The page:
Nearly 300 members of the Dartmouth community—faculty, students, and staff—last Thursday joined the first of what organizers hope will become a series of Zoom conversations to discuss the protests against police violence that have erupted nationwide and around the world in the wake of the May 25 killing of George Floyd in Minneapolis.
“Our goal was simply to create space to connect and share in the face of an American tragedy,” says co-organizer Associate Professor of Mathematics Craig Sutton, who serves as house professor of School House and as director of the E.E. Just Program, which supports underrepresented students in pursuing careers in STEM fields.
Sutton, who moderated the event—billed as an open, Quaker-style conversation—says the virtual gathering was made all the more urgent because the global COVID-19 pandemic has forced the geographic dispersal of the Dartmouth community.
“Our need to connect has been heightened by living in this world of social distancing, where it is harder to feel the pulse of our communities,” he says.
Co-organizer Rebecca Biron, director of the Leslie Center for the Humanities and a professor of Spanish and comparative literature, says, “We were looking to provide a forum for the Dartmouth community to come together to share their feelings, thoughts, and experiences in this moment of turmoil.”
Among those invited to speak were three historians—Associate Professor of History Rashauna Johnson, Associate Professor of History Naaborko Sackeyfio-Lenoch, and Sherman Fairchild Distinguished Professor of History Matthew Delmont—who helped put the current protests in the context of past events, globally, nationally, and at Dartmouth.
Graduating senior Armond Dorsey ’20 spoke of countering narratives in which “black lives only seem to matter most in death.”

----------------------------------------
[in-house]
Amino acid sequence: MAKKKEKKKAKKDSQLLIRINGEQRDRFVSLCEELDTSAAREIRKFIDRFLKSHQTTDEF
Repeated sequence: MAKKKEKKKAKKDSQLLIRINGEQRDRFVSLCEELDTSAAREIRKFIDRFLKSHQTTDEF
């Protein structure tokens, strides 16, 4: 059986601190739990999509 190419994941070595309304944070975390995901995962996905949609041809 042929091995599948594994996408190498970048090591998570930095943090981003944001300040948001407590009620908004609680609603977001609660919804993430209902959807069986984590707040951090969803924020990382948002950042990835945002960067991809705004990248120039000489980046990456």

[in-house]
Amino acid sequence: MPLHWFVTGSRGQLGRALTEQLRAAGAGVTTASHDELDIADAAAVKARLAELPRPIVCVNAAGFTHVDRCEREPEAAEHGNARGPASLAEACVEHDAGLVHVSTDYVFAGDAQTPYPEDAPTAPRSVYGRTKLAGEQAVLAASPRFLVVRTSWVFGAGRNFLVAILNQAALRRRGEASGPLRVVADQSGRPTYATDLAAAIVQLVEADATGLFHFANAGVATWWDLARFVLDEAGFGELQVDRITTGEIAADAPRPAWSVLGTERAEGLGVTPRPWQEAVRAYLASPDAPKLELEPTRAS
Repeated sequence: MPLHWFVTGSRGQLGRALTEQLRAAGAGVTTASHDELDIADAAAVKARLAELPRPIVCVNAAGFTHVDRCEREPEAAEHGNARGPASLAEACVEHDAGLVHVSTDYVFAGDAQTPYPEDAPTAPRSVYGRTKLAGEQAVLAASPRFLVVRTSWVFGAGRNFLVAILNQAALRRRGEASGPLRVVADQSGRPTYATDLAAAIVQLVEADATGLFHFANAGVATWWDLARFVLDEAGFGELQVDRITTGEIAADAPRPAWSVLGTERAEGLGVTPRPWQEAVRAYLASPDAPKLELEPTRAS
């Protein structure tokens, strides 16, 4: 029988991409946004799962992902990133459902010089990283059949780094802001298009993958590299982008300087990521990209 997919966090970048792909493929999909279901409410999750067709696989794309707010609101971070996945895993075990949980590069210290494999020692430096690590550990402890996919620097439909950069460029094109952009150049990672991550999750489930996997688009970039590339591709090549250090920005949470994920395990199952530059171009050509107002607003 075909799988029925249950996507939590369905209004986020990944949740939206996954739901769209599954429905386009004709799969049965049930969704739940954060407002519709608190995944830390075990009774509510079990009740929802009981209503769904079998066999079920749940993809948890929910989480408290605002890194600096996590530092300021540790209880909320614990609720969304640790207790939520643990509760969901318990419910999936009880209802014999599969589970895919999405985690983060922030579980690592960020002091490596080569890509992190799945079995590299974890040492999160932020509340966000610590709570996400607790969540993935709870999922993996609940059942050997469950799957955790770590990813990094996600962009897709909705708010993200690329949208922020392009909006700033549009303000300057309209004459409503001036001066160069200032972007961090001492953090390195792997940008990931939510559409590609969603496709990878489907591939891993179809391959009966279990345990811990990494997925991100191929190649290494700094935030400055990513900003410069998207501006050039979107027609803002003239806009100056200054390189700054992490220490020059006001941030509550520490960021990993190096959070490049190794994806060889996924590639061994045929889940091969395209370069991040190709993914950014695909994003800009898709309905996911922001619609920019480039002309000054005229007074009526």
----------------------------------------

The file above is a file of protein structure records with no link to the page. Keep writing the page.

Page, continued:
“This is a time for black futures and a time for black life,” he said.
Khalil Abdullah, the Muslim and multifaith adviser at the William Jewett Tucker Center for Spiritual and Ethical Life, spoke and then led two minutes of silence for Floyd, Breonna Taylor, and others killed by police violence, after which the meeting opened to other participants to comment and ask questions.
Sutton says he was struck by “the willingness of the panelists and attendees to be vulnerable in a moment when our thoughts, emotions, and energies are aswirl, searching for a mooring. I was encouraged that the event appeared to reach beyond the circle of Dartmouth’s most vigilant guardians of social justice. Even though the event was mediated via Zoom, you could sense an urgency to make this moment different from the numerous other times life has been snatched from a black person. It rekindled hope.”
Biron says the June 4 event “came about through the convergence of several people and centers who had the same idea at the same time and joined forces to organize the event very quickly.”
The organizers are planning ways to continue the conversation in another session—to be announced soon—and possibly in a summer-long series.
“I was moved and encouraged by the Dartmouth community’s determination to end anti-blackness, and racism more generally, in all that we do as an academic institution,” Biron says. “We all felt inspired to keep finding ways to do that, individually and institutionally. We will organize more conversations like this one.”
Sutton agrees. “We hope to continue providing space where members of the Dartmouth community feel comfortable sharing as the spirit so moves them, and also creating space out of which concrete plans and actions can arise,” he says. “I’m looking forward to continuing to collaborate with students, faculty, and staff on other such events.”
In addition to Sutton and Biron, co-organizers of Thursday’s event include Abdullah and Rabbi Daveen Litwin, dean and chaplain of the Tucker Center; Joel Parker 1811 Professor in Law and Political Science Sonu Bedi, the Hans ’80 and Kate Morris Director of the Ethics Institute; Sackeyfio-Lenoch, an adviser for the Shabazz Center for Intellectual Inquiry; and Associate Professor of French and Comparative Literature Andrea Tarnowski, associate director of the Leslie Center.
Hannah Silverstein can be reached at firstname.lastname@example.org.